Gunner’s Mate 2nd Class (SEAL) Danny P. Dietz, 25, of Littleton, Colo.
Sonar Technician (Surface) 2nd Class (SEAL) Matthew G. Axelson, 29, of Cupertino, Calif.
Hospital Corpsman 2nd Class (SEAL) Marcus Luttrell ~ survivor

US Army Rangers ~ Rescue Team

Staff Sgt. Shamus O. Goare, 29, of Danville, Ohio.
Chief Warrant Officer Corey J. Goodnature, 35, of Clarks Grove, Minn.
Sgt. Kip A. Jacoby, 21, of Pompano Beach, Fla.
Sgt. 1st Class Marcus V. Muralles, 33, of Shelbyville, Ind.
Master Sgt. James W. Ponder III, 36, of Franklin, Tenn.
Maj. Stephen C. Reich, 34, of Washington Depot, Conn.
Sgt. 1st Class Michael L. Russell, 31, of Stafford, Va.
Chief Warrant Officer Chris J. Scherkenbach, 40, of Jacksonville, Fla.

US Navy SEALs ~ Rescue Team

Chief Fire Controlman (SEAL) Jacques J. Fontan, 36, of New Orleans, La.
Senior Chief Information Systems Technician (SEAL) Daniel R. Healy, 36, of Exeter, N.H.
Lt. Cmdr. (SEAL) Erik S. Kristensen, 33, of San Diego, Calif.
Electronics Technician 1st Class (SEAL) Jeffery A. Lucas, 33, of Corbett, Ore.
Lt. (SEAL) Michael M. McGreevy Jr., 30, of Portville, N.Y.
Quartermaster 2nd Class (SEAL) James Suh, 28, of Deerfield Beach, Fla.
Machinist Mate 2nd Class (SEAL) Eric S. Patton, 22, of Boulder City, Nev.
Hospital Corpsman 1st Class (SEAL) Jeffrey S. Taylor, 30, of Midway, W.Va.

Better men this world will never know.
Rest in peace.

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8 Comments:

Anonymous gnholb said...

(Clearing throat)

Thanks, Xav.

As to the actions of our warriors, words will not come.

7:54 PM  
Anonymous Anonymous said...

God Welcome home a child of his...who gave the highest of honors to his fellow Sailors....
He gave of himself that they carry on....Men will forget and then time will pass..but men such as him coming to his nations defence and living their lives to protect their buddy's in combat...will not.

9:15 PM  
Anonymous Roger.45 said...

In praise of the warrior...not the war. Marcus Luttrell's book, "Lone Survivor" is a must read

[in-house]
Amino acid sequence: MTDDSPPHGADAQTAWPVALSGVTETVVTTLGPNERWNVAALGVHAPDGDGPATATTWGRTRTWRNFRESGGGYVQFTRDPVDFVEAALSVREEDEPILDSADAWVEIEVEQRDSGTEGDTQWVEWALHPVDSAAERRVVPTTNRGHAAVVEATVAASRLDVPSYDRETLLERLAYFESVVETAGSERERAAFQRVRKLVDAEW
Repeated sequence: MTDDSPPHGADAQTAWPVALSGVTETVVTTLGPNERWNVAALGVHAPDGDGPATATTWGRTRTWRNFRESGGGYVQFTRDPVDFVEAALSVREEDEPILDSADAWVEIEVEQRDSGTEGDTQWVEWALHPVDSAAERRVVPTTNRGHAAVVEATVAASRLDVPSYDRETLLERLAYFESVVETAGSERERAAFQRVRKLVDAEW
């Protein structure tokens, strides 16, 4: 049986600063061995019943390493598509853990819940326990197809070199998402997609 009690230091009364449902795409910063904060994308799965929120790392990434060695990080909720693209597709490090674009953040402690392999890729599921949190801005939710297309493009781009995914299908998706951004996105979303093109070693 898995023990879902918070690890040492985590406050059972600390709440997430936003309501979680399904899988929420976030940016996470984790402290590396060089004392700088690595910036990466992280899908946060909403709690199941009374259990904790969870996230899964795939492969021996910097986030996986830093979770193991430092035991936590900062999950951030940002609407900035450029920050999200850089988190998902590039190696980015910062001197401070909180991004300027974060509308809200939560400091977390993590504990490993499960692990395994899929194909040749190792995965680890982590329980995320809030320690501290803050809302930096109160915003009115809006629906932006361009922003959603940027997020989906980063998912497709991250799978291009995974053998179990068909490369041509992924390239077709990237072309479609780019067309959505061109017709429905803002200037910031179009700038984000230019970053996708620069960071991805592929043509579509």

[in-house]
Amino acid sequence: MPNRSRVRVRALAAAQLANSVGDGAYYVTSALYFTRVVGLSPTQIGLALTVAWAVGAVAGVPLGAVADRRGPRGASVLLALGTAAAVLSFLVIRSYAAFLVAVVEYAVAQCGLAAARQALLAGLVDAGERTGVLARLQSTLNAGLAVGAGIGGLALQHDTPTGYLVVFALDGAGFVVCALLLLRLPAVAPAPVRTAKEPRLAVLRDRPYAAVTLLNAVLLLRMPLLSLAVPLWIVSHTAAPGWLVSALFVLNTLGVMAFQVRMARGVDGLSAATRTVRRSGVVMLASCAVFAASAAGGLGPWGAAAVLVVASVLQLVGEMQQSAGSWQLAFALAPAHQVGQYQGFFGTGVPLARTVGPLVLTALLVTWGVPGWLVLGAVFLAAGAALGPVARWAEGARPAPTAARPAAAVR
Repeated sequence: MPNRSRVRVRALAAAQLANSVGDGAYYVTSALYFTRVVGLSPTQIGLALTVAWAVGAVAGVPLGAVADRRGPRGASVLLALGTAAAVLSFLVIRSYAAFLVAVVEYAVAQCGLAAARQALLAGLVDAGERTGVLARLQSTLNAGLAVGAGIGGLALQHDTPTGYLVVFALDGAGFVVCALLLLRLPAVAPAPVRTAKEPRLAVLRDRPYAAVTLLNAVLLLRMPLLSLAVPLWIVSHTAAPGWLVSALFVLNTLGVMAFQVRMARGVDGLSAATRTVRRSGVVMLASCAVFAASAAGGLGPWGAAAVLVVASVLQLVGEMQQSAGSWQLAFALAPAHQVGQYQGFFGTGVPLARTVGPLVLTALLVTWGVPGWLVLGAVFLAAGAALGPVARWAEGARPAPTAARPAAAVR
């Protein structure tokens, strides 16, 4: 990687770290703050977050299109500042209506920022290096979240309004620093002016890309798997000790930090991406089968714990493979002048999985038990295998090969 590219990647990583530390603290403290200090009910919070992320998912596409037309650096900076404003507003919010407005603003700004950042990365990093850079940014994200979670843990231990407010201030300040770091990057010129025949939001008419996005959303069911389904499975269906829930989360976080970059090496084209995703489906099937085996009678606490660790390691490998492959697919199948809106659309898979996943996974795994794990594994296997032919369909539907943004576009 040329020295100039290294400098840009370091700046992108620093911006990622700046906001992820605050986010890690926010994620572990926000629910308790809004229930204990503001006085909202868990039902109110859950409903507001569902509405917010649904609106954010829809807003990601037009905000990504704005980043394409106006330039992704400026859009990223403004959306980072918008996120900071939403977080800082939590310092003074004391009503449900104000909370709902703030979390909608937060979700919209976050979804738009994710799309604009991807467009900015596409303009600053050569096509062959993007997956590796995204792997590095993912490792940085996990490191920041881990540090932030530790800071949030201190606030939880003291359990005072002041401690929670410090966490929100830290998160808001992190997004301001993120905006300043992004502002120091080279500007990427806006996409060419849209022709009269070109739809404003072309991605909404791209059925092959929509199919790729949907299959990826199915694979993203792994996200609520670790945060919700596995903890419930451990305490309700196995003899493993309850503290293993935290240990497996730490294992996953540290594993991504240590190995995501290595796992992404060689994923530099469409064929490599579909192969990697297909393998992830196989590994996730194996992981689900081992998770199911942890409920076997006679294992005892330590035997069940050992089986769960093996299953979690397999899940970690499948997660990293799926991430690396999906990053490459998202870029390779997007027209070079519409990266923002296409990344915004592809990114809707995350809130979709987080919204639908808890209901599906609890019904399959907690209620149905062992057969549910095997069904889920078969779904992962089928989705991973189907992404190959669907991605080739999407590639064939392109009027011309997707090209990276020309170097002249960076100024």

9:17 PM  
Blogger KC said...

As a fellow New Yorker, deep respect for Lt. Murphy and his team. I hope after college I am able to serve not in the Navy but the Army.

Time magzine did an article title How the Shepherd Saved the SEAL back in Monday, Jul. 11, 2005.

http://www.time.com/time/magazine/article/0,9171,1081394,00.html

11:46 PM  
Blogger phlegmfatale said...

Bless him.

1:17 AM  
Anonymous Anonymous said...

Outstanding!!! Wasn't there a movie about the event in the making?


Herrmannek

10:03 AM  
Anonymous Anonymous said...

God bless his family. I read Luttrell's book and it is very compelling. My brother-in-law was in Special Forces in that region and his team rotated out weeks before this mission. He would have been on that rescue helicopter. As it is he lost many good friends.

Let us never forget the sacrifices these man make. Think what great sons and daughters they may have given us. We are poorer for their passing.

12:48 PM  
Blogger skywriter said...

My best friend, whom I love dearly, is special ops Canada, so I know too well the dangers and sacrifices those guys are making, sacrifaces that have been made.

I hope that we as a nation, for once, can just stop and dignify these men's lives with the honour they deserve, and that their sacrifice is rewarded, as they journey on.

7:57 PM